Mortality Salience and Uncertainty Threat among Younger vs. Older Adults
GeroPsych: The Journal of Gerontopsychology and Geriatric Psychiatry
How do older versus younger individuals respond differently to existential threats? Although age brings emotional benefits that promote greater meaningfulness, it remains unclear how age influences reminders of death. Both terror management theory (TMT) and alternative frameworks (uncertainty management model - UMM, the meaning-making model - MMM) posit that individuals respond defensively to threat, but most of such studies focused on college-aged populations. Several TMT studies across the lifespan reached equivocal findings, and to our knowledge, no experiments have tested UMM/MMM across age groups. We tested how existential threats (i.e., mortality, uncertainty) predict defensive psychological distancing in younger/older adults. We found that older, but not younger, adults showed less defensiveness after existential threat.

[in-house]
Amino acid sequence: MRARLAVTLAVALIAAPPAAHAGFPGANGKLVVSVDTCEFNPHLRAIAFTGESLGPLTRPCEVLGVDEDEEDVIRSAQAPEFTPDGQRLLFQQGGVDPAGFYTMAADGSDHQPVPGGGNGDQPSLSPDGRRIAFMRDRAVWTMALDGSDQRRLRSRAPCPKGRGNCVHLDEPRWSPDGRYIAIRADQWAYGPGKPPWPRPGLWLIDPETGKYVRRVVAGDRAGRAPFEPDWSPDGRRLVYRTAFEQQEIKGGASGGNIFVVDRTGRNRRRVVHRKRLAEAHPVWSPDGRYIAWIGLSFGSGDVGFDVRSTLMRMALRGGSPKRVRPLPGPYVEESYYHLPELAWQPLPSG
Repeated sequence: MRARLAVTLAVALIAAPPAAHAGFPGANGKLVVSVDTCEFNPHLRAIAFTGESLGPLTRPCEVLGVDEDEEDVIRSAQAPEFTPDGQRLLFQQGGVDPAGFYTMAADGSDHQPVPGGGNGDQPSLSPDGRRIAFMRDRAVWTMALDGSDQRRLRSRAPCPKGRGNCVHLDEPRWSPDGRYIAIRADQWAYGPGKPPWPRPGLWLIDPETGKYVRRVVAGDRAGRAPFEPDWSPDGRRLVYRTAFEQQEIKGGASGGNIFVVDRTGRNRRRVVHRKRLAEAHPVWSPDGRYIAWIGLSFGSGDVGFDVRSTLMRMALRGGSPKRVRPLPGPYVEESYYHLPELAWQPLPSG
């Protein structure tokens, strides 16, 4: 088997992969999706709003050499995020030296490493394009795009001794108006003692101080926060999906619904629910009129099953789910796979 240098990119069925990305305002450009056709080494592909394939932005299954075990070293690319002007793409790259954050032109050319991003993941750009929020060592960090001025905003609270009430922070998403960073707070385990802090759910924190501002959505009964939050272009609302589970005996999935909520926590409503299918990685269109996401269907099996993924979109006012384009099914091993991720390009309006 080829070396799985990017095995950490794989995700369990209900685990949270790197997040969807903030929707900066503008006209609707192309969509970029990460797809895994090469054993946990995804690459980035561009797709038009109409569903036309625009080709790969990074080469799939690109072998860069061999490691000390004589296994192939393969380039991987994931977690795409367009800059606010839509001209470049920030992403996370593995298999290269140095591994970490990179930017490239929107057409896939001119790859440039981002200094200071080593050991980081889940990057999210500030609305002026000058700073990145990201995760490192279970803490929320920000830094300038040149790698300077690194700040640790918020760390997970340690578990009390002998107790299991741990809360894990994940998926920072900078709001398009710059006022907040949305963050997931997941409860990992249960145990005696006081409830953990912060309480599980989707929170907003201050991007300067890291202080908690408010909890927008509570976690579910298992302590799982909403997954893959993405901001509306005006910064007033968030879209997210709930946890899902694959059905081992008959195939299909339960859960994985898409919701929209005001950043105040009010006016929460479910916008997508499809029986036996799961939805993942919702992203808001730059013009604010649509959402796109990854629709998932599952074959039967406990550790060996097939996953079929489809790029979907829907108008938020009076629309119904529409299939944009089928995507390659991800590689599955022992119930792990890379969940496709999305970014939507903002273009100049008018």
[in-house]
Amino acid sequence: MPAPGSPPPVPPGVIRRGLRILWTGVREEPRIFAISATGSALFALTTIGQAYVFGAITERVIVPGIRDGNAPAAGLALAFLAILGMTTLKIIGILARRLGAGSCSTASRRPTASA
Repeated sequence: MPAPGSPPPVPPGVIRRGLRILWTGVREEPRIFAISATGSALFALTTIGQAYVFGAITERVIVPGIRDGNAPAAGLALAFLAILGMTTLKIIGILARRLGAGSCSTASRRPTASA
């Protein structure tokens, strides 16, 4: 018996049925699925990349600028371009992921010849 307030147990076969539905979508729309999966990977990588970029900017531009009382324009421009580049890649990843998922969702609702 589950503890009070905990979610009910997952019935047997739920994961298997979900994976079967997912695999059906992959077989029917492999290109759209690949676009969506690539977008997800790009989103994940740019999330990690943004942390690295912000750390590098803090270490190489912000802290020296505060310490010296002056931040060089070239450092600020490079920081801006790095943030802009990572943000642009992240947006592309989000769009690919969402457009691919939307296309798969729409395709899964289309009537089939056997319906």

aging, existential threat, mortality, psychological distancing, uncertainty
Christine Ma-Kellams, Ryan Harrison, and My Ngoc Nguyen. "Mortality Salience and Uncertainty Threat among Younger vs. Older Adults" GeroPsych: The Journal of Gerontopsychology and Geriatric Psychiatry (2021): 155-163. https://doi.org/10.1024/1662-9647/a000246